Are we sending mixed messages? How philosophical naturalism erodes ethical instruction

Journal of Business Ethics 75 (2):171 - 180 (2007)
Abstract
To develop critical thinking skills, higher order ethical reasoning, a better grasp of the implications of ethical decisions, and a basis for ethical knowledge, it is necessary to explore the philosophical premises foundational to one’s ethical persuasion. No philosophical premises are more important than those pertaining to the nature of human personhood and business’ responsibility to respect the inherent value of human beings. Philosophical naturalism assigns the essence of human personhood strictly to causal interactions of physical matter. Substance dualism, on the other hand, posits both a physical aspect and an immaterial substance to personhood, interacting within the totality of each being. This paper argues for the logical superiority of substance dualism in achieving the overriding objective of discerning ethical knowledge. Substance dualism offers a better explanation – and one that more closely follows the way most people commonly experience themselves and others–than naturalism for free agency and accountability, meaningful moral standards, confidence in knowing what ethical decisions to make, and the moral drive residing in conscience.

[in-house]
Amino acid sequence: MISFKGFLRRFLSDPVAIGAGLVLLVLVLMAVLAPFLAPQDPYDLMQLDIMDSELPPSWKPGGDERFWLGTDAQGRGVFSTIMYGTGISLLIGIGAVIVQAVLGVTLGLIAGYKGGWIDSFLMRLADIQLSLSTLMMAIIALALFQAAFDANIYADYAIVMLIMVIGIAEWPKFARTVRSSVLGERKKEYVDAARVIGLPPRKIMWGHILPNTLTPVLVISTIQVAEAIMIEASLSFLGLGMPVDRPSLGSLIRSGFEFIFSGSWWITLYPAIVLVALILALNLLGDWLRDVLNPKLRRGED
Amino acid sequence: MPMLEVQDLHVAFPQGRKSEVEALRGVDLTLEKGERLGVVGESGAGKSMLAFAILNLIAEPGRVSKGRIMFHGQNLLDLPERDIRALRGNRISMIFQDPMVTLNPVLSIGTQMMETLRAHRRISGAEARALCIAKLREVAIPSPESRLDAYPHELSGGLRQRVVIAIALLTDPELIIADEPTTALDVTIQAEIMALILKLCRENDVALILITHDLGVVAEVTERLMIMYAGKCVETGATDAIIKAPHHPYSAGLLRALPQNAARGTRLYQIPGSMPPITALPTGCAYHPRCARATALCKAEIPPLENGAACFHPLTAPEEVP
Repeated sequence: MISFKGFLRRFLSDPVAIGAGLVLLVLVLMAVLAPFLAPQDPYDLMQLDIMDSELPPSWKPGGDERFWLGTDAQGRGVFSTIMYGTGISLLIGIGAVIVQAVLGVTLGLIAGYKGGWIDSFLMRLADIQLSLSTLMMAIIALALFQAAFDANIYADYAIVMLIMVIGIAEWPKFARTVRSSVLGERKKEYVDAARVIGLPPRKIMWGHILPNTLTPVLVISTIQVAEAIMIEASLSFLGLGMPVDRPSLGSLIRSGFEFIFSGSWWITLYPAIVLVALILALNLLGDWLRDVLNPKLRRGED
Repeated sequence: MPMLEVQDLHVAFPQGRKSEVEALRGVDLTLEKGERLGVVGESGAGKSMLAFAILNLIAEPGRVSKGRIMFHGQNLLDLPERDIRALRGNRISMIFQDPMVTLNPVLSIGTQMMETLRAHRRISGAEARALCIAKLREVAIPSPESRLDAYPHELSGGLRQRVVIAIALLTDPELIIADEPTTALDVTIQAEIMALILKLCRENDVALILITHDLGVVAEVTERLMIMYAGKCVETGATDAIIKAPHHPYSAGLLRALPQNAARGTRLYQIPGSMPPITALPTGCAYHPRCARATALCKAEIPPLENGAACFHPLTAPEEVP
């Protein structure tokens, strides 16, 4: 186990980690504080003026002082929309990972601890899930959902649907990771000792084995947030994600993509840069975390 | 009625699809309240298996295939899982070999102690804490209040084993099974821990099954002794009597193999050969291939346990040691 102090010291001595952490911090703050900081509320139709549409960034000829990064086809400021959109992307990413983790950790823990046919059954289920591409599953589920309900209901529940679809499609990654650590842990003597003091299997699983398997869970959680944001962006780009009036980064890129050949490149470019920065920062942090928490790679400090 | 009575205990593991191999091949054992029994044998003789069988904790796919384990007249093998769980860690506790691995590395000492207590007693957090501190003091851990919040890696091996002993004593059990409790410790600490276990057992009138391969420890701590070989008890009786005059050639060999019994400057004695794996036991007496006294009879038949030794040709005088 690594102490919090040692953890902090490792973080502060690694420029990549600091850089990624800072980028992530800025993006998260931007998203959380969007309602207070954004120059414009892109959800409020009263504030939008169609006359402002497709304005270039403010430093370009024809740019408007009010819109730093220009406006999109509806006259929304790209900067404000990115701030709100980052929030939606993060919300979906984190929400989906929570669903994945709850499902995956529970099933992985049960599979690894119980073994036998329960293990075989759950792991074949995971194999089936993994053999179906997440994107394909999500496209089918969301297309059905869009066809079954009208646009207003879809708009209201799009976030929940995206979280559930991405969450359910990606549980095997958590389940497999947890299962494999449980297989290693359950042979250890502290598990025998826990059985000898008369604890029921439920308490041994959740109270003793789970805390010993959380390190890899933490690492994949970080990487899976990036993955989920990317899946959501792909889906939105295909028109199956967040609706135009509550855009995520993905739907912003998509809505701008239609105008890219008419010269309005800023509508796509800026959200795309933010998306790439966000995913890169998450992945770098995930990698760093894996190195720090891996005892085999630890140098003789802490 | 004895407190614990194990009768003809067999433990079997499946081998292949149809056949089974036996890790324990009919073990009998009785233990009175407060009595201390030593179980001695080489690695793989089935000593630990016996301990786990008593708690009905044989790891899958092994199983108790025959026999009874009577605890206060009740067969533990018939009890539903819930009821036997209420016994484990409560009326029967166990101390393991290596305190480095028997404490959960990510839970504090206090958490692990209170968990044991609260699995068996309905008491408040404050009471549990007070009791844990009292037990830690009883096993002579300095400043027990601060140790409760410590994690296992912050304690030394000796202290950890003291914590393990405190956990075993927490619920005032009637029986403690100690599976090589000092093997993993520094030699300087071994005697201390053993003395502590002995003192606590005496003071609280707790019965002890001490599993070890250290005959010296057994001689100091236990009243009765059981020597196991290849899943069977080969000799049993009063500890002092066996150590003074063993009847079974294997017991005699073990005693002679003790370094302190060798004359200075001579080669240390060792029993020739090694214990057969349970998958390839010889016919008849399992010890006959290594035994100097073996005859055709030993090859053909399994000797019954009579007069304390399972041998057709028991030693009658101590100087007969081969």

Keywords accountability  conscience  ethics instruction  materialism  metaphysics  moral standards  naturalism  substance dualism
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References found in this work BETA
Frederick Elliston (1985). The Philosopher in the Workplace. Journal of Business Ethics 4 (4):331 - 339.

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